- Roman authorities deep faked it. Big Brother. The past was alterable. The past never had been altered. Oceania was at war with Eastasia. Oceania had always been at war with Eastasia
 

rakovsky

Well-known member
""That would be very stupid thing for the apostles to die for wouldn't it? A hoax?""
...
You're supposed to be thinking of the best explanation under the OP's hypothetical supposition, not the worst ones!
Well, the OP is asking for what would explain it, but it could be the case that no explanation is without serious difficulties.

For example, in your response, you suggested that the persecution might be misreported or that the witnesses might not have had a chance to recant....
Your response is reasonable....
But not without difficulties...
There was persecution in the 1st century of Christians based on Roman histories like Tacitus and Josephus' story of James' killing.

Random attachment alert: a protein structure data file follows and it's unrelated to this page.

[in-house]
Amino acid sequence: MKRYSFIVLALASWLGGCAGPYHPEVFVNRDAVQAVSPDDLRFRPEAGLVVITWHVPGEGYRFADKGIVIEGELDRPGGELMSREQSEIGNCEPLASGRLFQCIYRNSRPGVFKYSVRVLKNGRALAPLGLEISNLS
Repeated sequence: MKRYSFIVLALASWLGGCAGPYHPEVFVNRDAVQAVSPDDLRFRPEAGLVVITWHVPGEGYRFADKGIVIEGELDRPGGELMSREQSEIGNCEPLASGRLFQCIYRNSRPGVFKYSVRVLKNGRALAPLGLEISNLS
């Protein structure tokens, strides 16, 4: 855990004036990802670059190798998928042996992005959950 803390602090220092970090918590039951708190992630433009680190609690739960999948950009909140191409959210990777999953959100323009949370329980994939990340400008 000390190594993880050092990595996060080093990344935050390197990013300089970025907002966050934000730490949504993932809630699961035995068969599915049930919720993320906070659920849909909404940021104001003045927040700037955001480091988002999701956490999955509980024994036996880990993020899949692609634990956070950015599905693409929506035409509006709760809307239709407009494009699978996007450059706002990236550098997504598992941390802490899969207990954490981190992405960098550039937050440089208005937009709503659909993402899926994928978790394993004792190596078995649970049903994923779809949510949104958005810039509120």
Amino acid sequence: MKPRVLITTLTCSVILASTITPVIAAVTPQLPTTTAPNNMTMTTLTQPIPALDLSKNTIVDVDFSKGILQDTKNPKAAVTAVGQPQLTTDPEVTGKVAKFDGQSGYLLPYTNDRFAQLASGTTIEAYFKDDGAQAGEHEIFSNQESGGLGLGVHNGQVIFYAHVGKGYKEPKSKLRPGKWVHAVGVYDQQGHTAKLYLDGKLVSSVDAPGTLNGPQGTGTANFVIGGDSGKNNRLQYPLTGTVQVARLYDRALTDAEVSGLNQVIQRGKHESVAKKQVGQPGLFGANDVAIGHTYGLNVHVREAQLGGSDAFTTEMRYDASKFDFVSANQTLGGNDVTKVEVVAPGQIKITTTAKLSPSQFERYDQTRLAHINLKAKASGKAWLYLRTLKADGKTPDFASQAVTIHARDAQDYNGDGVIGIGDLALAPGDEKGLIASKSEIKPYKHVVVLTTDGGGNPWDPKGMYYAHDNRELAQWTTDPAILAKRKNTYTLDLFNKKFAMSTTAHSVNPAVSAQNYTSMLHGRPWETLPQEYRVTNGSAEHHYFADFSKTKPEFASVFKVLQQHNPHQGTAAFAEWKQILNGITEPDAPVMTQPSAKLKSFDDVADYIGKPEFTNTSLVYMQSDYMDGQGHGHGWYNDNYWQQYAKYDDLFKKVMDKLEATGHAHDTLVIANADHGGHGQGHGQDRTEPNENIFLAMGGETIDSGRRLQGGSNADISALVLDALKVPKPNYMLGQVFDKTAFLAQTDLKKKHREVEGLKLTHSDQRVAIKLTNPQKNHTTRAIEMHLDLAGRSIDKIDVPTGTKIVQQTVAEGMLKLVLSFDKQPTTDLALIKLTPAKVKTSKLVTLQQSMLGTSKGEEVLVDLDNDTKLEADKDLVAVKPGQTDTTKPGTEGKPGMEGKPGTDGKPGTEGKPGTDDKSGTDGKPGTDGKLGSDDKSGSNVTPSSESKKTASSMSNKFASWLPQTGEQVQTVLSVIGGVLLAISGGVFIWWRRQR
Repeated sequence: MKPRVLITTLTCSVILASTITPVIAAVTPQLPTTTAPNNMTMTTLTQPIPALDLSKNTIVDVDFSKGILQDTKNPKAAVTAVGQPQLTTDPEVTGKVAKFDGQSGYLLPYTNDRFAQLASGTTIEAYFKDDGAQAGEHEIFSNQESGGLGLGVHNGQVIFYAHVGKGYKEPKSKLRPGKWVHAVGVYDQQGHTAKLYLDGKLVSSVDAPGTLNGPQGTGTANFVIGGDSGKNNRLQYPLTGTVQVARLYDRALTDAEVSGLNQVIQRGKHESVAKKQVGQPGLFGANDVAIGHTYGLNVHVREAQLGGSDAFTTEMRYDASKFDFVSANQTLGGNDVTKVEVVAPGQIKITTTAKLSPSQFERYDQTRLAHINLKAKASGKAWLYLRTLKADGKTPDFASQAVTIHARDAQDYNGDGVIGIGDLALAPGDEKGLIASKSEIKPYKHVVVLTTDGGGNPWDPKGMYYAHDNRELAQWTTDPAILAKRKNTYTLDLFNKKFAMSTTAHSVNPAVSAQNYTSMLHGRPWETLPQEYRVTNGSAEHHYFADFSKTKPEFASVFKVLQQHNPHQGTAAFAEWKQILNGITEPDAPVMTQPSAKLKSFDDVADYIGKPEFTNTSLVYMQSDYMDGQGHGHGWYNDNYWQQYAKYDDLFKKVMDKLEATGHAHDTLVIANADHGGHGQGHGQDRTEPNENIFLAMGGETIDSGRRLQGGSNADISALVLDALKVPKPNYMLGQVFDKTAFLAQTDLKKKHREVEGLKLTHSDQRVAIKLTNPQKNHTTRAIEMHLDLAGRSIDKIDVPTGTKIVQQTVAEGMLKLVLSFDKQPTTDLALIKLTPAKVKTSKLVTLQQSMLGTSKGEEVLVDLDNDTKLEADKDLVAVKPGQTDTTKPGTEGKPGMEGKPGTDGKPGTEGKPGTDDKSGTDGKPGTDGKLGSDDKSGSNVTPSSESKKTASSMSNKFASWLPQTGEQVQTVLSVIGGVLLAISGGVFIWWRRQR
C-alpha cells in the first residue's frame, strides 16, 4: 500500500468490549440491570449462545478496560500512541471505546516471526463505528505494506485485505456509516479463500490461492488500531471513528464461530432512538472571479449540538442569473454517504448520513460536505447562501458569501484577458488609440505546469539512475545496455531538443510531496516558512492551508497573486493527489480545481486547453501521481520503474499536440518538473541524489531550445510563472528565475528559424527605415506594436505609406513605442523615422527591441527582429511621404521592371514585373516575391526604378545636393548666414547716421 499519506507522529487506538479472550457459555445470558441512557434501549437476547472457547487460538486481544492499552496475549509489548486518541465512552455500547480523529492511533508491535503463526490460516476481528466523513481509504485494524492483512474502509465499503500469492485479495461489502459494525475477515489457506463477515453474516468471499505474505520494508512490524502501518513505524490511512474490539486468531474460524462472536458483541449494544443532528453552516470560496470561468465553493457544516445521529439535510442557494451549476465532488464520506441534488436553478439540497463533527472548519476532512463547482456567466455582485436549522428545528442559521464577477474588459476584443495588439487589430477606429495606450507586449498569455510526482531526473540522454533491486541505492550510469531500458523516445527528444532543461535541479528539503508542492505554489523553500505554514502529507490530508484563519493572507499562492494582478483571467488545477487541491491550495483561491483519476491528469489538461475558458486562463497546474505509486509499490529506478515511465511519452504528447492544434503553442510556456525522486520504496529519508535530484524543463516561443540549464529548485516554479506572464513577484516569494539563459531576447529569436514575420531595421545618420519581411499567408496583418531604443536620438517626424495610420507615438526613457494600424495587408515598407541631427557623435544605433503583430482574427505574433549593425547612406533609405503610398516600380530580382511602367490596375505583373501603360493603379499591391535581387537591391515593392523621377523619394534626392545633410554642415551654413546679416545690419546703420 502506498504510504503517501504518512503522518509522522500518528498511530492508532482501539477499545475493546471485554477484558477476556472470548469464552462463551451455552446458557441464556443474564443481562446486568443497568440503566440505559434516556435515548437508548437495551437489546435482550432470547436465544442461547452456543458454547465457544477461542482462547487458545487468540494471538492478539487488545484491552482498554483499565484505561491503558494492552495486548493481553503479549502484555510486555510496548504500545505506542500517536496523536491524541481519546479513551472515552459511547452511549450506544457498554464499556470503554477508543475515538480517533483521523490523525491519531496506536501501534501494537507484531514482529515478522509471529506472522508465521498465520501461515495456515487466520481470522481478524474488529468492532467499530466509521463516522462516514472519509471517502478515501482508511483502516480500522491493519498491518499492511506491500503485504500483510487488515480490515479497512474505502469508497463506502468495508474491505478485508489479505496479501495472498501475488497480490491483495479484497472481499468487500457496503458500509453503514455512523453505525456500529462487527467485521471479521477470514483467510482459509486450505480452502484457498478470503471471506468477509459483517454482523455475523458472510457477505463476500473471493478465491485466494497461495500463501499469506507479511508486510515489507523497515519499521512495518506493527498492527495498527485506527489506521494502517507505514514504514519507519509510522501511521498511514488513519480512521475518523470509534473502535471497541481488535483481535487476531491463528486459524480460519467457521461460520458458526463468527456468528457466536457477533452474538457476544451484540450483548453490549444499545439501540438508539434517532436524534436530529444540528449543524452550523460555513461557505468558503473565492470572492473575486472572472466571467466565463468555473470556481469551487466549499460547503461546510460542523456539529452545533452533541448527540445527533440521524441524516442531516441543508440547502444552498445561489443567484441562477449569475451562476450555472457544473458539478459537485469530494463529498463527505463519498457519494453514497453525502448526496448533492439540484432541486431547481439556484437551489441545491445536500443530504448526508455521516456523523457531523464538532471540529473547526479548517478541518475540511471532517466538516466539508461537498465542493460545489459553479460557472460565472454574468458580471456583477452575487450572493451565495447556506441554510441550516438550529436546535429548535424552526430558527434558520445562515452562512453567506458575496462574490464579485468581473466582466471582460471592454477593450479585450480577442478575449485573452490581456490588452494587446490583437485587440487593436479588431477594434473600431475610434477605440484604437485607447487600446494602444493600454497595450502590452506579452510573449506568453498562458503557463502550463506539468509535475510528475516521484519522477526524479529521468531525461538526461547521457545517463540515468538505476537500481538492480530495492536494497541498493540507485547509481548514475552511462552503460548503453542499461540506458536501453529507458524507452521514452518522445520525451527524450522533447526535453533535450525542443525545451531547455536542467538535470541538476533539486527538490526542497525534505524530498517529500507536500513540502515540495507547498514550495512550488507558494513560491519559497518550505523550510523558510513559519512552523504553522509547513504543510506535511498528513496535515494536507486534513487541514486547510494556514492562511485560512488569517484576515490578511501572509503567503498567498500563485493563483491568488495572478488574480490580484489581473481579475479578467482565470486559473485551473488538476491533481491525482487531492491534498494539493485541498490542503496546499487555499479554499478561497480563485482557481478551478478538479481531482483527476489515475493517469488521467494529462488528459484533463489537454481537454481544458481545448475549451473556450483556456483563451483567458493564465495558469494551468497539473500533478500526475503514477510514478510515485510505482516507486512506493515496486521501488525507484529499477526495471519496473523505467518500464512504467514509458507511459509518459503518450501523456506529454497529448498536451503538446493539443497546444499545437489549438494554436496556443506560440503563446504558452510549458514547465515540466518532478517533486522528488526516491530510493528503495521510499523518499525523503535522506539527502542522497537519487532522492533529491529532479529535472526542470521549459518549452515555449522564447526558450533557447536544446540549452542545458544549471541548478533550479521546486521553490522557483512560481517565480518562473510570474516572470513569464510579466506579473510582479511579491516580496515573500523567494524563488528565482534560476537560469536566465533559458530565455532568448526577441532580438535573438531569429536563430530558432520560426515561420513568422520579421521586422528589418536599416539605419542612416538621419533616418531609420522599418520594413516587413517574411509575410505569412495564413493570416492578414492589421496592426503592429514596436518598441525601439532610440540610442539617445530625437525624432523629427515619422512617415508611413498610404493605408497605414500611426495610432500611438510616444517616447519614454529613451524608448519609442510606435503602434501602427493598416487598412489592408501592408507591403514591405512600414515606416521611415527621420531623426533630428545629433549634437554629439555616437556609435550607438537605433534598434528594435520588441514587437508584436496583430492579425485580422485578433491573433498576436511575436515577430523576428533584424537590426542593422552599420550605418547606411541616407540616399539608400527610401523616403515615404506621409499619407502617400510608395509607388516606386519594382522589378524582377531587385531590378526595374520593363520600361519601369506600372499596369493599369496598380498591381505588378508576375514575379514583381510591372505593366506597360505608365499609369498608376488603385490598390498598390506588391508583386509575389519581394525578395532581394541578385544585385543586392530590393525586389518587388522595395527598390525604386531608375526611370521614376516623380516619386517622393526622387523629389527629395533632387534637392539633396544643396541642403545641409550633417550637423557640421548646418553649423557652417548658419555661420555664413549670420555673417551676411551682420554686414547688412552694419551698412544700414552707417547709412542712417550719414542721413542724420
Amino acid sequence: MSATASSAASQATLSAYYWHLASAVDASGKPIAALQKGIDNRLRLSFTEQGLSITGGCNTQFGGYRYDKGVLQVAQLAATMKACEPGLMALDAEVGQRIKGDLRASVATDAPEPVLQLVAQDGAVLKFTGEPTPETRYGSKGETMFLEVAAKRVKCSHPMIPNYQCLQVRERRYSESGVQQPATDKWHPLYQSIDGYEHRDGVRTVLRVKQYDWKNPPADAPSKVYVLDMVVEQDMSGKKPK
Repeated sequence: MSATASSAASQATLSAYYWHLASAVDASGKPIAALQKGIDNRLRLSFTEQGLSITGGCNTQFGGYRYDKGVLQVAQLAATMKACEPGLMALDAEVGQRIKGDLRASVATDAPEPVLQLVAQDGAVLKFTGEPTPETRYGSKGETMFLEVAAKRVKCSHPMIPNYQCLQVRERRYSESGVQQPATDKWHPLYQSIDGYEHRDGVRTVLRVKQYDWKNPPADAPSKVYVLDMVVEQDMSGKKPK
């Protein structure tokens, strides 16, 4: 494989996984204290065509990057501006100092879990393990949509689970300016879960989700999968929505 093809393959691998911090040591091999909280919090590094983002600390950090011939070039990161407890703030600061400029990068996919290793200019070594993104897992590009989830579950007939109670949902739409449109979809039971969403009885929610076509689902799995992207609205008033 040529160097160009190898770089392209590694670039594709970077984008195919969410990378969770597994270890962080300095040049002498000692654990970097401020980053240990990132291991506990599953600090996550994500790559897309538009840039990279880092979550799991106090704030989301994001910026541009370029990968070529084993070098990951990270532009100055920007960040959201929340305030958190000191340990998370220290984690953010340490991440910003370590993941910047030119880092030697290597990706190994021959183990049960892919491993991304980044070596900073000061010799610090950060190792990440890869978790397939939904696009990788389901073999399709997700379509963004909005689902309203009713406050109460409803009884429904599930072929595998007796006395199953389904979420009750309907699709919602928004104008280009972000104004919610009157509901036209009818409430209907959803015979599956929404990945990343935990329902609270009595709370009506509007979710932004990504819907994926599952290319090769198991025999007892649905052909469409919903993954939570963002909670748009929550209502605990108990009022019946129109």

The Christians killed had many years to recant...
I understand that you mean that the scale of the Persecution could have been exaggerated...
But the quandary that @The Charismatic Lady presented is still a real difficulty for arguments against the Resurrection.

So the quandary still exists.
I welcome you to my thread on the arguments and counterarguments here:
 

rakovsky

Well-known member
that is perfectly valid to consider. and one that i pointed out earlier. as there are hundreds of saints an martyrs that died professing. now if it were a hoax then we would believe that many of those in on the hoax would have caved....yet none did....it makes no sense. We have liars lying to preserve their lives all the time and through all of history....yet we have believers enduring.... liars and hoaxers would not have done such.